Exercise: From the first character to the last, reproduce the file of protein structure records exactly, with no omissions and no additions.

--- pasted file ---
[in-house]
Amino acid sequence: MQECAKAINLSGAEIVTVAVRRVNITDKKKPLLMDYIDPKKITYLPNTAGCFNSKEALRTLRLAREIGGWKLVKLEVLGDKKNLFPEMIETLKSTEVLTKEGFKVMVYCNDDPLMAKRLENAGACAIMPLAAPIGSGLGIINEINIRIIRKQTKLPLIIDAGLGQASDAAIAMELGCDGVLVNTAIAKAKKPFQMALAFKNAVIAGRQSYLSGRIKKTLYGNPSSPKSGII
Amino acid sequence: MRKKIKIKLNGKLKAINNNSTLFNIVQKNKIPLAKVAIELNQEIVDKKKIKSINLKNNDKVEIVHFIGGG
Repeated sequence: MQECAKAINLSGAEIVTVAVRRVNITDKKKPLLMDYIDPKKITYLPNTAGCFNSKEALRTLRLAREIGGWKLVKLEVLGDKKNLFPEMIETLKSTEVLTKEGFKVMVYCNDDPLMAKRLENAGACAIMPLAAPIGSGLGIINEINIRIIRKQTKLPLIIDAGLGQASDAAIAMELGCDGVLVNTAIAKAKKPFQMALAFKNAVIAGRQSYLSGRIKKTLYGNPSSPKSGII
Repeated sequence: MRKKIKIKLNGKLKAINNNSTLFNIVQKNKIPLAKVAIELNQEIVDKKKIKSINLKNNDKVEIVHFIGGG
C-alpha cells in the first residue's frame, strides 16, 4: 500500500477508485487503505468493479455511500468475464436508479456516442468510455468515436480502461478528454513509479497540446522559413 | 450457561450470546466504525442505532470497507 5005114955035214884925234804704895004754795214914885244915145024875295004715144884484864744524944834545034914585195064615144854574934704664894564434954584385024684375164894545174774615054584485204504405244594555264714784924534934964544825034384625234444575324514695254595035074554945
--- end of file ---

[in-house]
Amino acid sequence: MQECAKAINLSGAEIVTVAVRRVNITDKKKPLLMDYIDPKKITYLPNTAGCFNSKEALRTLRLAREIGGWKLVKLEVLGDKKNLFPEMIETLKSTEVLTKEGFKVMVYCNDDPLMAKRLENAGACAIMPLAAPIGSGLGIINEINIRIIRKQTKLPLIIDAGLGQASDAAIAMELGCDGVLVNTAIAKAKKPFQMALAFKNAVIAGRQSYLSGRIKKTLYGNPSSPKSGII
Amino acid sequence: MRKKIKIKLNGKLKAINNNSTLFNIVQKNKIPLAKVAIELNQEIVDKKKIKSINLKNNDKVEIVHFIGGG
Repeated sequence: MQECAKAINLSGAEIVTVAVRRVNITDKKKPLLMDYIDPKKITYLPNTAGCFNSKEALRTLRLAREIGGWKLVKLEVLGDKKNLFPEMIETLKSTEVLTKEGFKVMVYCNDDPLMAKRLENAGACAIMPLAAPIGSGLGIINEINIRIIRKQTKLPLIIDAGLGQASDAAIAMELGCDGVLVNTAIAKAKKPFQMALAFKNAVIAGRQSYLSGRIKKTLYGNPSSPKSGII
Repeated sequence: MRKKIKIKLNGKLKAINNNSTLFNIVQKNKIPLAKVAIELNQEIVDKKKIKSINLKNNDKVEIVHFIGGG
C-alpha cells in the first residue's frame, strides 16, 4: 500500500477508485487503505468493479455511500468475464436508479456516442468510455468515436480502461478528454513509479497540446522559413 | 450457561450470546466504525442505532470497507 5005114955035214884925234804704895004754795214914885244915145024875295004715144884484864744524944834545034914585195064615144854574934704664894564434954584385024684375164894545174774615054584485204504405244594555264714784924534934964544825034384625234444575324514695254595035074554945